Page 150 - Jewish Book Annual Volume 28

Basic HTML Version

J
e w i s h
B
o o k
A
n n u a l
144
iads of desperate Jews who needed to be rescued from intol-
erable conditions.
In the course of time his position became more pro-Zionist,
but he never officially affiliated with any one movement. He
explained the gradual shift, first, by his realization that Jews
could not be expected to leave their homes except it be for
Eretz Yisrael, and second, by his recognition that the future of
the entire Jewish people depended upon a strong, viable com-
munity in Eretz Yisrael. The series he published in 1919 en-
titled “The State, Israel, In the Year 2,000,” attests that the
establishment of this society was not merely an essential motif
but an invincible compulsion. Written in a resilient, lyrical prose,
it chronicles an idyllic, utopian society in Eretz Yisrael. The
landscape abounds in serenity, bliss and fellowship. Every one
is motivated by profound idealism and humaneness rooted in
Judaism’s value system. These were the sources which propelled
this dramatic and miraculous resurgence of energies and meta-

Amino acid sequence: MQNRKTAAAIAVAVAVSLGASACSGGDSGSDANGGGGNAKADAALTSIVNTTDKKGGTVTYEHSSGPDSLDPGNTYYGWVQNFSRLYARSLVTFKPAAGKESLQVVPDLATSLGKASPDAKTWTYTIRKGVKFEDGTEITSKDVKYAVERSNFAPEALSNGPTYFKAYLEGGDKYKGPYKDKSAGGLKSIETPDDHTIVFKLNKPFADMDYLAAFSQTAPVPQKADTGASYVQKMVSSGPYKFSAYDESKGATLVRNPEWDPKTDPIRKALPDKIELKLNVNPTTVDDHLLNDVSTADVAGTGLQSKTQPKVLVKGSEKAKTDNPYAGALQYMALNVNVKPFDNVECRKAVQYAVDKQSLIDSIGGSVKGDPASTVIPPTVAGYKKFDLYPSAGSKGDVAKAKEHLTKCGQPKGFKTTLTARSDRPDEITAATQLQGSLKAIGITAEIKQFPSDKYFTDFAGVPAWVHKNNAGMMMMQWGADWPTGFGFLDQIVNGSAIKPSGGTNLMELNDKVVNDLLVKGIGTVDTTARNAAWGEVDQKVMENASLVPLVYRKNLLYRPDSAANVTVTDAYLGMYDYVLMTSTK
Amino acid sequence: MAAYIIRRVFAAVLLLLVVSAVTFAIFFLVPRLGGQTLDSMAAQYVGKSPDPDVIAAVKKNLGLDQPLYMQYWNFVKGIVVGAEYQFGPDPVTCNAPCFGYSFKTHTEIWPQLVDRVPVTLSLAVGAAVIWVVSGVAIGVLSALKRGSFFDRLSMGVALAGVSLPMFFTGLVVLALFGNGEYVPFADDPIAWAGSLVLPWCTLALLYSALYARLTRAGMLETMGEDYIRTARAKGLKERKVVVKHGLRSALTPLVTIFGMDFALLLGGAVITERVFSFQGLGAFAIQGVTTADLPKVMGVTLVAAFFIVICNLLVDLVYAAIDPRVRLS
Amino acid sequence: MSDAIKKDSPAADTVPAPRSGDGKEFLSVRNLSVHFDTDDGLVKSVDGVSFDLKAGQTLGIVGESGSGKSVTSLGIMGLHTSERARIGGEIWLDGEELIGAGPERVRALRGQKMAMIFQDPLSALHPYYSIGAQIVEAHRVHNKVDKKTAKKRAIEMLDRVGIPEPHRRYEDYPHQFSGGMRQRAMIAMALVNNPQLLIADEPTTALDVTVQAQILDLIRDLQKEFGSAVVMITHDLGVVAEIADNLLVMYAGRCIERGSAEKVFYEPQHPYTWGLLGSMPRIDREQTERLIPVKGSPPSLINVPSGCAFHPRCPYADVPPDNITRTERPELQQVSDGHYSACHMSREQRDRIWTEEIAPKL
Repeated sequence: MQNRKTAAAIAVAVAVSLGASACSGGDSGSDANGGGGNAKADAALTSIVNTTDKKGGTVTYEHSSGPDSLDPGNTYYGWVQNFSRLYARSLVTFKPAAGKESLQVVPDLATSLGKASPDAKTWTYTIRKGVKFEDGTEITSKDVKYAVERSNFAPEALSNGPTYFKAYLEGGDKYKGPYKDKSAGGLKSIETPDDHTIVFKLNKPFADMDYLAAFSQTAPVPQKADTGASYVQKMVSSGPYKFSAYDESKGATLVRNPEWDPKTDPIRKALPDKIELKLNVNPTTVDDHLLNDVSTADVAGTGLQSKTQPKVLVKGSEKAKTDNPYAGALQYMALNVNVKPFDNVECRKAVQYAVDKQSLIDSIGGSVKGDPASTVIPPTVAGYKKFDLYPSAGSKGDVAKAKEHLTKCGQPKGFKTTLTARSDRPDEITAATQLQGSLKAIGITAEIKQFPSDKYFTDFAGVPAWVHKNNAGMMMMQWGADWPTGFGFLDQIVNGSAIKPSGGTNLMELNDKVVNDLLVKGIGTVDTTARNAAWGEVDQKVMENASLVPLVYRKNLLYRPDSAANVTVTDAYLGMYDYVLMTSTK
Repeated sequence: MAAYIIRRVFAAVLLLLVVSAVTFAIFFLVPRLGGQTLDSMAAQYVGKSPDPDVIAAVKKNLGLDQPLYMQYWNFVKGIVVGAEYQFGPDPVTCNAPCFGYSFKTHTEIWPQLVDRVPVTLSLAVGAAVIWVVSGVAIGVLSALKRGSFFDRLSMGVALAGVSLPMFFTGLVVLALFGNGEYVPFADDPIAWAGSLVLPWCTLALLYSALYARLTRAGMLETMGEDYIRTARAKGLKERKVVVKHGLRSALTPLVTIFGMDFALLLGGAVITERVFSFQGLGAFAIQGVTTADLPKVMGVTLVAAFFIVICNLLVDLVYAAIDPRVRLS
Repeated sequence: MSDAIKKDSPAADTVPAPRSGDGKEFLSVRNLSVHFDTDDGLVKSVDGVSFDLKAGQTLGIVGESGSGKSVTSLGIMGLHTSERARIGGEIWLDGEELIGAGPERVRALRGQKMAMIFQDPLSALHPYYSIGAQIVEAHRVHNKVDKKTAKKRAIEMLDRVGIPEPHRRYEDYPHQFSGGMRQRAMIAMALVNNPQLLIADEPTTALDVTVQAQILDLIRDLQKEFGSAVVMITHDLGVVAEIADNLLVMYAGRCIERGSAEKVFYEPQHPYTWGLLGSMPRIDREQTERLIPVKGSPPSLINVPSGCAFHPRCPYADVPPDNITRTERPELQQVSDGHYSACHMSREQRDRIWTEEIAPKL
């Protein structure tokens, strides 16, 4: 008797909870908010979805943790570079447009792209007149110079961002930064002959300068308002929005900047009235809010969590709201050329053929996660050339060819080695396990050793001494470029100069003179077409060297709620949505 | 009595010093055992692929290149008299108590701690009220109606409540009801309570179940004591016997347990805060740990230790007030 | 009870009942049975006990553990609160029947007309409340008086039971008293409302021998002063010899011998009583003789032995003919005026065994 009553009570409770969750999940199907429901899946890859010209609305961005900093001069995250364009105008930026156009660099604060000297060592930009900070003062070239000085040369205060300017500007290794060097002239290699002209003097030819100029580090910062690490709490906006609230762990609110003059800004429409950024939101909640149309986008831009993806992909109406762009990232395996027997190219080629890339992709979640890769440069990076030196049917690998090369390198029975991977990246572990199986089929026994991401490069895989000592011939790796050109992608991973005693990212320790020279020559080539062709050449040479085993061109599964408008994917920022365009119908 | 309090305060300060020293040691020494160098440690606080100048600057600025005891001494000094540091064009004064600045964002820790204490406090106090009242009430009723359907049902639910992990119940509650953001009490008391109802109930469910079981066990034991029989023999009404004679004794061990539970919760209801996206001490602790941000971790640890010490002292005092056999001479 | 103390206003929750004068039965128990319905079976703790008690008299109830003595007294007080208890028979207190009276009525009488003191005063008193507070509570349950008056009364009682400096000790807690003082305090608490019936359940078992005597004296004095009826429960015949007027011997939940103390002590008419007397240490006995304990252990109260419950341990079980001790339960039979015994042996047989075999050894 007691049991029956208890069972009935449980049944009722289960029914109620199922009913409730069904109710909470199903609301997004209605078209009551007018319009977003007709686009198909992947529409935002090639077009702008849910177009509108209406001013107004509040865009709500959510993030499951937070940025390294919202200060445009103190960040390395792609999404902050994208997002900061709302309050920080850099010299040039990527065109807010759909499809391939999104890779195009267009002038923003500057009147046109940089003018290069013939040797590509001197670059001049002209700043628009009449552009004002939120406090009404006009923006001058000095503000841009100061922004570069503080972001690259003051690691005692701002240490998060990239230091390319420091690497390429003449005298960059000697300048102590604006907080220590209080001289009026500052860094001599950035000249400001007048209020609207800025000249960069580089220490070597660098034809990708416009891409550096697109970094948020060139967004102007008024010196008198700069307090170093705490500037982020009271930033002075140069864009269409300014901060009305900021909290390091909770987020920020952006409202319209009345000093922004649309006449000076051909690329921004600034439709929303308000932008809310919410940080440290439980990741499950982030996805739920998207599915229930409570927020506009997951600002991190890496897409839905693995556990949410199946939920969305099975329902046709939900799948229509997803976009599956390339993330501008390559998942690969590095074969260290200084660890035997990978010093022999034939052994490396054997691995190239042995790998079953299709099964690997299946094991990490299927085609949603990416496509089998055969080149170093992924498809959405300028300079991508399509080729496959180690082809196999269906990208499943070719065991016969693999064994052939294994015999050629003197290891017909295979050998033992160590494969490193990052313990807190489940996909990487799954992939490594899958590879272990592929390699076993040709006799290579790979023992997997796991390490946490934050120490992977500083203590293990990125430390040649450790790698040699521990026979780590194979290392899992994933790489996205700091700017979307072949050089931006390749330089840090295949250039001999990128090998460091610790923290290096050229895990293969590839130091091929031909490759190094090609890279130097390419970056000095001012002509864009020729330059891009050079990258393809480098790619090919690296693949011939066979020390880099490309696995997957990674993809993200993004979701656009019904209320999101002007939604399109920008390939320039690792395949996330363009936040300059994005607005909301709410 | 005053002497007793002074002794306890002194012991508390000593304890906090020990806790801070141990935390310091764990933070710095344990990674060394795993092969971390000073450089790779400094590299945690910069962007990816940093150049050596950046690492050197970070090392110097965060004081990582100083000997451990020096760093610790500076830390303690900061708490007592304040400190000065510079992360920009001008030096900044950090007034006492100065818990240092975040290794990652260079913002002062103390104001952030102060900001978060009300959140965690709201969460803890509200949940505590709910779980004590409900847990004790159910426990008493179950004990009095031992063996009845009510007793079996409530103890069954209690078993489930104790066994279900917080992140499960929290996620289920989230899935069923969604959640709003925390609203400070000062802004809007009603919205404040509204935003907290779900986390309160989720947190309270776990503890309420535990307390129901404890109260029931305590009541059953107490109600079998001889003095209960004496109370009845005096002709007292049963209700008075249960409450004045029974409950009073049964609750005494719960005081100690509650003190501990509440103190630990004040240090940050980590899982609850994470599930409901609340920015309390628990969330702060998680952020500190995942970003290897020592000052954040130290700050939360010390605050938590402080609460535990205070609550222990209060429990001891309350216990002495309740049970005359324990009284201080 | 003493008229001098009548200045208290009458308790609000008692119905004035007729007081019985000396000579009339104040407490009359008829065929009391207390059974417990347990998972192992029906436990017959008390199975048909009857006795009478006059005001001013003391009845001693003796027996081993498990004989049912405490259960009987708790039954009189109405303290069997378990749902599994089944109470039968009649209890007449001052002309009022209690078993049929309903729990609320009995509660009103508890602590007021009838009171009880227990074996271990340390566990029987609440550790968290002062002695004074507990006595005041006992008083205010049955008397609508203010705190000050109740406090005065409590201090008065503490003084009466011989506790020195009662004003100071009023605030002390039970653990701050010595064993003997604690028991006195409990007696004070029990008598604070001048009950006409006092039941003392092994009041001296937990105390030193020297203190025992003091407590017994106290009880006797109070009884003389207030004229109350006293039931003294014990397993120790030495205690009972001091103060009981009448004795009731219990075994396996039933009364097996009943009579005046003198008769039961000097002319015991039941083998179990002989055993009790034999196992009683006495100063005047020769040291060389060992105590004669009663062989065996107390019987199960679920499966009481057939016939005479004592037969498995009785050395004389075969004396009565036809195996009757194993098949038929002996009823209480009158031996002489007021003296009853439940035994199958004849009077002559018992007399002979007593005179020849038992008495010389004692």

morphised the Jewish nation. The intricate coalescence of land
and people led naturally to a fulfillment of that immanent
destiny for which the Jewish nation was created.
Yet, as faithful populist and folkist, he wrote in 1931 a long
series of articles entitled, “I Can No Longer Remain Silent,” in
which he castigated the official Zionist organization. He accused
them of deliberate alienation from the Jewish masses, as evi-
denced by their anti-Yiddish programs and their campaigns to
impose the Sephardic pronunciation of Hebrew despite the fact
that the majority of Jews spoke in the Ashkenazic accent. Zion-
ists ought to return to the original Herzlian ideology and not
limit themselves exclusively to colonization of Eretz Yisrael.
Equally crucial were the overwhelming problems that threatened
the Jews in the Diaspora and cried out for solutions that only
a world-wide, popular movement like Zionism could offer.
Regarding Arab-Jewish relations, Zeitlin urged that all peace-
ful means be tried in order to avoid bloodshed. Jews, Arabs
and the nations of the world must learn that “we do not intend
merely to establish another small, fire-spouting state. Rather,
we mean to create a corner of justice, an island of solace, broth-
erhood, sanctity and purity. We may be required to make
sacrifices for the maintenance of peace with our Arab neigh-
bors, but we must be prepared to demonstrate our peaceful
intentions. We are to take up arms only under extraordinary cir-
cumstances, only after all amicable channels have been exploit-
ed...”4. Zeitlin chided the British Mandatory powers who, by
prohibiting Jewish self-defense, were abetting the Arab brutality
and armed forays. Similarly, he took sharp issue with the official
*Ibid.,
March 13, 1931, p. 4.